In Israel, some LGBT communities have adopted the –imot plural, but few seem to have decided on a non-binary singular.

So Habonim Dror decided on its own that –ol would be its singular non-binary ending, based on the word kol, which means “all.”

?אני אישל

An interesting addition to previous descriptions of gender-neutral pronouns in Hebrew:  

The way genderqueer Hebrew speakers have solved the problem is interesting, both grammatically and politically. Gramatically, the genderqueer population has basically invented its own. There are a few methods of making speech genderqueer: either one uses general verbs that have no gender – “I feel like eating,” for instance, which in Hebrew would be “it’s coming to me to eat.” Infinitives aren’t gendered, nor is the phrase “ba li,” which literally means “it’s coming to me,” but really means “I want” or “I feel like” doing or having or being something.

Another way genderqueer folks have gotten around the binary nature of Hebrew is to simply harness it and mix it all up with itself. A genderqueer person might then say something like “I am male-going to the gallery and female-buying art.” Or they will say, “I am male-going/female-going to the gallery and female-buying/male-buying art.” Since the feminine endings of words in Hebrew are usually simply an added suffix, genderqueer folks can play with the pronunciations of words to make them ambiguous.
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You mean trans people who’ve transitioned and now feel self-actualized in the correct gender?  I’m very happy for them!

…That’s probably not what you meant.

So I actually have a lot of trouble saying that I have dysphoria, not because I don’t want to transition, but because it’s hard for a fish to say “I’m wet.”  I’ve lived in this body and assigned gender my whole life.  I don’t necessarily notice dysphoria, except when certain events sort of rub my nose in it.  What I notice more is a glorious, soaring euphoria when people recognize me as male and when I perceive myself as male.  Is that euphoria just the way normal life feels to people who don’t have dysphoria?  I don’t know.  I’m a fish.

Therefore, I have plenty of empathy for trans people who don’t describe their experiences in terms of dysphoria because they’re like me, unable to put a label to it because they’ve never experienced anything else.

But I’m sure, because Tumblr is vast and contains multitudes, that there are some people out there who would object to that characterization, who would say that they have perfectly good insight into their own dysphoria and they seriously don’t have any, they just feel trans regardless. 

…And heck, you know what, I support them too.  I don’t think that gatekeeping who gets to be trans is ever a good thing. It doesn’t make medically diagnosed dysphoric trans people look more legitimate; it just spreads the idea that trans fakers and wannabes are a serious problem that everyone should watch out for.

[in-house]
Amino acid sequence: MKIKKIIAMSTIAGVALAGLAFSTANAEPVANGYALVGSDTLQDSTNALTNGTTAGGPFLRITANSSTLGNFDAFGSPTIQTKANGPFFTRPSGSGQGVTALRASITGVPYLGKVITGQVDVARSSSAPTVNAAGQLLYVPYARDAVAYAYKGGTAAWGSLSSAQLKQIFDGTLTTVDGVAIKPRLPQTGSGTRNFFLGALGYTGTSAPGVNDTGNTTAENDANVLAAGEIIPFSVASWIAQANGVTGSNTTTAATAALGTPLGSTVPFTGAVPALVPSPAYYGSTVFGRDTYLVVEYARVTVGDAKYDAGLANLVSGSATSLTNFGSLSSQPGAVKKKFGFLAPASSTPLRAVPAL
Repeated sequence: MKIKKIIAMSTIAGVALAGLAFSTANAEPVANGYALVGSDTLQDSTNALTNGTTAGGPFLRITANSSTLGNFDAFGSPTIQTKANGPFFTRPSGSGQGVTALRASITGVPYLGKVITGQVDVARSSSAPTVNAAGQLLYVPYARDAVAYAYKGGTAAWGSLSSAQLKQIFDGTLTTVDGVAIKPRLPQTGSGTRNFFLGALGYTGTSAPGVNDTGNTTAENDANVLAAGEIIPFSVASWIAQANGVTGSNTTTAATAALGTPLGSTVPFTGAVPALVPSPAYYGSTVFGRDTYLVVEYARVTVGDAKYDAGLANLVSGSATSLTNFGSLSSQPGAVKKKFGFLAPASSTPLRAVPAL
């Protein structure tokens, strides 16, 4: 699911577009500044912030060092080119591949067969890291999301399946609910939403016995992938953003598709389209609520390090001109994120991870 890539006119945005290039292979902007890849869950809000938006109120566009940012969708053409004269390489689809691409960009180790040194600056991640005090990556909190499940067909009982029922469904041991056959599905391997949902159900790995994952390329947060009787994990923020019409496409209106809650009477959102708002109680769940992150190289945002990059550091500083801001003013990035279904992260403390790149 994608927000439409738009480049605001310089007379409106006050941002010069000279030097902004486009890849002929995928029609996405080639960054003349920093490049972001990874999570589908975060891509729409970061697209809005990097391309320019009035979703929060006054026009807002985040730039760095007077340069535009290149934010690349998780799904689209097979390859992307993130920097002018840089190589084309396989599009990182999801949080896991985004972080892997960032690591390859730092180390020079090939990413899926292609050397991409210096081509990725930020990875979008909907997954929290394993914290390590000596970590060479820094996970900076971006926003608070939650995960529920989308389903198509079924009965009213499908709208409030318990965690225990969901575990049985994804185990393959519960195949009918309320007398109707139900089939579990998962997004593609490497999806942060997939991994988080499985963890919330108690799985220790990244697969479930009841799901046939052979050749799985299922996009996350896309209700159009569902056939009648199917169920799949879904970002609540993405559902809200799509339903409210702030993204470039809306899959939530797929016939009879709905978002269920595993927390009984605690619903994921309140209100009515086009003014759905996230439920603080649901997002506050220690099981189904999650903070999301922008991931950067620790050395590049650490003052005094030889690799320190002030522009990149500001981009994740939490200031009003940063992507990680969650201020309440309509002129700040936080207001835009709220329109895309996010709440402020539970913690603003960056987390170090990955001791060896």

Just as I think “sexuality is complex, and many sexualities are okay” is a better narrative for LGBQ people than “we were born this way, so please accommodate our unfortunate situation,”  I think “gender is complex, and many genders are okay” is a good narrative for trans people.

Right now, I’m in my fifth month of intensive screening for being a Fake Trans before getting any kind of medical transition treatment.  And I’ve got it easy compared to trans people in a lot of places.  I don’t think “trans people aren’t doubted enough” is a problem we need to be fighting super hard.
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via trans couple in Ecuador to have a baby say they want to have more:

Diane Rodriguez – a prominent LGBT-activist – last year shared the exciting news that her boyfriend Fernando Machado was pregnant with their son.

Ms Rodriguez and Mr Machado – who have been a couple since 2013 – believed their first pregnancy was the first of its kind in South America.

The couple announced their pregnancy online, and Mr Machado gave birth to their child in June.

“We are the same as other families. Even though we might not have the same rights, we’re the same,” Mr Machado told the BBC, saying they want to expand their growing family even further.

Of the obstacles to being recognised as female, and thinking she would never be a mother, Ms Rodriguez said: “Being a mother was never something I thought I would do because I am a transsexual… The law before demanded that to be recognised as a woman you had to be castrated.”

Ms Rodriguez first made headlines in her native country in 2013, when she became the he first Ecuadorian trans candidate to run for Congress.

She has previously campaigned for trans rights across South America, after recounting her own struggles after she came out.

The advocate says she was shunned by her family, before being thrown out and forced to live on the streets.